While the holiday season is described as the most wonderful time of the year, people with allergies and asthma may beg to differ. This time of the year can pose additional risks as holiday-related allergens can trigger serious reactions. The allergists and staff of Center for Allergy and Asthma of Georgia want you and your family to have a happy, healthy, and symptom-free season. Here are some tips to help you avoid seasonal allergy and asthma problems:
Beware of The Buffet
Many individuals attend events with buffets or potluck-style parties during the holiday season. Of course, during these types of parties, guests are invited to bring their favorite dishes to share amongst other partygoers. While this can be a fun way to share favorite foods, it can be dangerous for those who suffer from food allergies. If that includes you or a family member, consider the following actions:
- Be certain of your specific food allergens through allergy skin testing and if recommended, an oral food challenge.
- Always ask the ingredients in any dish you consume and make sure the host and others are aware of your allergy.
- Be aware that allergens can show up in the strangest places. For example, allergens in stuffing can be absorbed into the turkey meat, so cook your bird unstuffed.
- Consider bringing your own food and only consume those dishes at your holiday events.
- If your child has a food allergy, offer to provide allergy-friendly snacks for the holiday events.
- Always carry your injectable epinephrine!
Watch What’s in the Air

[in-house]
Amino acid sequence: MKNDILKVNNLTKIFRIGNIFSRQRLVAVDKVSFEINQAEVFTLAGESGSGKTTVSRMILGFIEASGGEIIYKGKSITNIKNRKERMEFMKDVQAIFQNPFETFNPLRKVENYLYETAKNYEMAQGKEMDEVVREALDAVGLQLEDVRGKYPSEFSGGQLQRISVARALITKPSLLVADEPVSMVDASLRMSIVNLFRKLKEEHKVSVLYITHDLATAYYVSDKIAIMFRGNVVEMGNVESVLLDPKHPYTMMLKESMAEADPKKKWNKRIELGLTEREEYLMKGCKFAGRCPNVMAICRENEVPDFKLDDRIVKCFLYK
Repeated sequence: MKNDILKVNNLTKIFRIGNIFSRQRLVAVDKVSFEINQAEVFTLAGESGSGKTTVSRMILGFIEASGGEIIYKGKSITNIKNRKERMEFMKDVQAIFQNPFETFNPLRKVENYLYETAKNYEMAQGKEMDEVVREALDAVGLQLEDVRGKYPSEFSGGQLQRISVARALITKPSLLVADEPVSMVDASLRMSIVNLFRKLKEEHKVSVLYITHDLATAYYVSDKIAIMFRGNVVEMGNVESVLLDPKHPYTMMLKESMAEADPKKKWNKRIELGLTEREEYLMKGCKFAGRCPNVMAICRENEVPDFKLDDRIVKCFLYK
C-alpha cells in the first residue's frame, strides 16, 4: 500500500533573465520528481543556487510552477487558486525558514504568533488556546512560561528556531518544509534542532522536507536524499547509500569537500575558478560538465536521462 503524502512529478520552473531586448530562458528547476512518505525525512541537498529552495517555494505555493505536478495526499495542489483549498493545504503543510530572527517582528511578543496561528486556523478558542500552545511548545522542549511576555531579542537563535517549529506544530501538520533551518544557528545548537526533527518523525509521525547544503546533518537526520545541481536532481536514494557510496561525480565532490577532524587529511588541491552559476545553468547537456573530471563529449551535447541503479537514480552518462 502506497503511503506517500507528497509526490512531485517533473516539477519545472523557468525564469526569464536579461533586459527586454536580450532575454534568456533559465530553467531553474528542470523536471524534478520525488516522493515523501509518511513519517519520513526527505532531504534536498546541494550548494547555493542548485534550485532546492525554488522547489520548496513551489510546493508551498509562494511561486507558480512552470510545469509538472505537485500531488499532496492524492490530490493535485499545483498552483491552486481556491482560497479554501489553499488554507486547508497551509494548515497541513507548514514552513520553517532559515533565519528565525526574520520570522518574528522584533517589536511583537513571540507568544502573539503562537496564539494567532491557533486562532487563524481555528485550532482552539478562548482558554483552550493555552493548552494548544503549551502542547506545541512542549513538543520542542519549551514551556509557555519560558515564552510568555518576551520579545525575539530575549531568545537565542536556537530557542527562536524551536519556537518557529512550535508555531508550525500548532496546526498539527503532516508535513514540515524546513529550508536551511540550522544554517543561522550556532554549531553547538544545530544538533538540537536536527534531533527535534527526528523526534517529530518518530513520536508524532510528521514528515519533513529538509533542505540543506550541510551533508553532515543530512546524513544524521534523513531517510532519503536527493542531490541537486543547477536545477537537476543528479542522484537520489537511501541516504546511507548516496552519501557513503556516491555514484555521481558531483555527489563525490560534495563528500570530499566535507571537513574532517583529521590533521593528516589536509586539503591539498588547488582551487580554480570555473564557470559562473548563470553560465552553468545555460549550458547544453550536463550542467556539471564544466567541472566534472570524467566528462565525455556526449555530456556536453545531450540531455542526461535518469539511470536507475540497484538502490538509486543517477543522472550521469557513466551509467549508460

The scents of the season can spell trouble for some. Be aware of what’s in the air:
- Many people with asthma report problems from seasonal air fresheners which contain volatile organic compounds (VOC’s). Candles and other seasonal items can also trigger symptoms in some people.
- Smoke from an indoor or outdoor fires may feel nice this time of the year, but smoke is a common trigger for asthmatics. Make sure your chimney is working properly and keep a distance from outdoor bonfires.
- Asthma symptoms can also be triggered by exposure to cold/dry air. And increased exposure to viral infections this time of the year also spells trouble for those with respiratory conditions, like asthma. Practice good hygiene, get plenty of rest, and continue your medications as prescribed by your allergist.
Choose (and Care for) Your Tree Wisely
For those who suffer from allergies, being near Christmas trees can lead to wheezing and sneezing. In most cases, these symptoms are not actually triggered by the trees themselves but by the molds and dust that might reside in the branches. If someone in your household is allergic to these allergens, consider the following:
- Temporarily store the tree in the garage or yard before bringing it in the house. Use a leaf blower to remove dust.
- Rinse off the tree with a garden hose and let it dry in the sun.
- Limit the amount of time the Christmas tree is in the home.
Artificial trees can also trigger allergy symptoms if they collect dust and mold over the year. Remember to store them, and other decorations, in air-tight containers and clean off any remaining dust before using.
If your holiday plans include travel, think about the following:
- Refill and pack any needed medications (in a carry-on if traveling by plane)
- Call ahead to places you will stay and make them aware of your food allergies and discuss any environmental allergy triggers that may cause problems.
- Stay up to date on vaccinations, like the annual flu shot.
Suffering from Allergies or Asthma this Holiday Season? Call Us Today.
If you or someone you love suffers from allergies or asthma-related problems, we urge you to contact our Atlanta-area allergists at Center for Allergy and Asthma of Georgia. We will diagnose your condition and determine which treatment options are right for you. Remember, the sooner you contact us, the sooner you will begin breathing better and feeling better.